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Google SketchUp: a great (free) investment for furniture design

May 24, 2012

One of the greatest things about working for Sears Trostel and talking to woodworkers all day long is the plethora of knowledgeable craftsmen I have at my disposal.

So, yesterday I started playing around with design ideas for a modern stream-lined nightstand (which could easily double as a living room end table).  I am a complete novice at furniture design (and woodworking) but I know what I like, and that is a mid-century modern design.

With that in mind, I started talking to Harlan who is the resident woodworking guru and class instructor at Sears Trostel.  I began with a vision, worked out rough dimensions and then sketched this out by hand:

Clean lines make me happy :)

Pretty basic, but you get the idea.  Yep, it's a glorified box with a drawer and hairpin legs (I am obsessed with hairpin legs).  

I had this drawing sitting up at the front counter when I was helping a customer and he remarked, "Gee, looks like someone draws about as well as I do.  That's why I use Google SketchUp."  Laughter ensued.  Obviously, I didn't take offense with this comment but realized he was probably on to something.  So, this morning Meryl sat down with me and turned my sketch into this:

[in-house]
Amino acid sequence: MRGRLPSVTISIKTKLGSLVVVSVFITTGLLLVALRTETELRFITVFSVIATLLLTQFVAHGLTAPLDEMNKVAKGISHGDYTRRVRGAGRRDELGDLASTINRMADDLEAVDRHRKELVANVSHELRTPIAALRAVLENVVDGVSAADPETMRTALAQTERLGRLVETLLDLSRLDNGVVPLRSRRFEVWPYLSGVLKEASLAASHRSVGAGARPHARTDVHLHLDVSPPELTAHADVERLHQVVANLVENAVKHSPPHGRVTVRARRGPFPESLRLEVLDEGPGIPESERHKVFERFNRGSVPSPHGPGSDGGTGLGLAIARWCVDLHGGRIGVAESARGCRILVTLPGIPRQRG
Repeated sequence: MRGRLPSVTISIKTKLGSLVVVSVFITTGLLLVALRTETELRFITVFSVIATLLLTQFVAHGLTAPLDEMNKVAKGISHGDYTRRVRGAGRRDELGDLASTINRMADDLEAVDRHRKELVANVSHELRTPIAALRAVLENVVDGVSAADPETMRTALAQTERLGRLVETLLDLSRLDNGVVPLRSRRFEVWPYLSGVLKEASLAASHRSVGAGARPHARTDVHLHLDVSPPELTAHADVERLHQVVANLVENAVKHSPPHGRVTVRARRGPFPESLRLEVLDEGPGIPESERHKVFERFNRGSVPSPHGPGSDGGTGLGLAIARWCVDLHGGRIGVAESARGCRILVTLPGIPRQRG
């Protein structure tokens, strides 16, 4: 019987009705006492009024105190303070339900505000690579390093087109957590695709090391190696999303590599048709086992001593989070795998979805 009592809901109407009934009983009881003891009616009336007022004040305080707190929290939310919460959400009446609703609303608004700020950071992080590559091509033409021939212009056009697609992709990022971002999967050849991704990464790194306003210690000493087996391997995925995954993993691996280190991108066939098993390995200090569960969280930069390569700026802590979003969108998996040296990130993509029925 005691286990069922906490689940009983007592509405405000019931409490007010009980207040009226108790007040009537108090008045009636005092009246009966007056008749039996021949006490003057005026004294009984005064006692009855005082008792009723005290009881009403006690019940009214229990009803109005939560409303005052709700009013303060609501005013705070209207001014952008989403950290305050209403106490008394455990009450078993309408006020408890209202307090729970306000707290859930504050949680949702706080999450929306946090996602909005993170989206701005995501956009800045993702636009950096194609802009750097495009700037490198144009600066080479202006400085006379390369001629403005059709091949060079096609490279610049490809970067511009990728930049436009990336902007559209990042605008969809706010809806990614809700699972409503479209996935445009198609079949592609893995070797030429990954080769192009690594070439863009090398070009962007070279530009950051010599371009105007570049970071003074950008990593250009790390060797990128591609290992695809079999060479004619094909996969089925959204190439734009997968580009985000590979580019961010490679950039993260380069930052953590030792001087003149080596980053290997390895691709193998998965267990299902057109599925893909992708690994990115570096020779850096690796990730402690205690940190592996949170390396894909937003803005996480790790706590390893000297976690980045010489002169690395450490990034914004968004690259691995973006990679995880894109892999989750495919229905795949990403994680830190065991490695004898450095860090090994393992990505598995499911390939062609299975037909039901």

Rendering 1 in cherry

And this too:

Rendering 2 in cherry
Meryl has a degree in interior design and loads of experience with SketchUp and Revit, so it was a really simple and painless process for her to build a 3D model of my end table design.  An hour later, I now know the basics of how to use Google SketchUp and have a rendering that (hopefully) won't be laughed at by customers.  The program is so easy to use, you may want to download it and play around with your own design ideas.  Click here to download a free version.  There are a lot of tutorials out there on the web too- this is Meryl's favorite online tutorial website (she is a self-taught expert).

After having made the 3D rendering I decided it was probably a good idea to make a to-scale model out of corrugated cardboard and some hard maple turning blocks we keep in stock in the warehouse.  Remember, I am a complete novice at furniture design...  In order to fully visualize the end product I need to see the end product, and scavenged cardboard and packaging tape was the easiest route for me.  Having seen what the end table would look like (keeping in mind the maple blocks are not the correct height) I was able to make some needed tweaks to the design before making the real product out of wood (I am thinking walnut).  

The cardboard box "box"
I have enlisted Harlan in this project... he just doesn't know it yet ;)